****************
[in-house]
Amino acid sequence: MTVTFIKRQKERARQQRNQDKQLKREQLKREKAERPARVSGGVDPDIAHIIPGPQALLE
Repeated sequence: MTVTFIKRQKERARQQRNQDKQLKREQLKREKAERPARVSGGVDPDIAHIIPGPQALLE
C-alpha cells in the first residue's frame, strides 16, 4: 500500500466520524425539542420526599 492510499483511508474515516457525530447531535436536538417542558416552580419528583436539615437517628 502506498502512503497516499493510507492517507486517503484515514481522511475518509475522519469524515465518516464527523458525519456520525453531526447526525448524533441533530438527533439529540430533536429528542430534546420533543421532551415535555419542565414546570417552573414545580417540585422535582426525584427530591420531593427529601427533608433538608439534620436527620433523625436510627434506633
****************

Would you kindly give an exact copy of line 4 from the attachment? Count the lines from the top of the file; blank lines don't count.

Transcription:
C-alpha cells in the first residue's frame, strides 16, 4: 500500500466520524425539542420526599 492510499483511508474515516457525530447531535436536538417542558416552580419528583436539615437517628 502506498502512503497516499493510507492517507486517503484515514481522511475518509475522519469524515465518516464527523458525519456520525453531526447526525448524533441533530438527533439529540430533536429528542430534546420533543421532551415535555419542565414546570417552573414545580417540585422535582426525584427530591420531593427529601427533608433538608439534620436527620433523625436510627434506633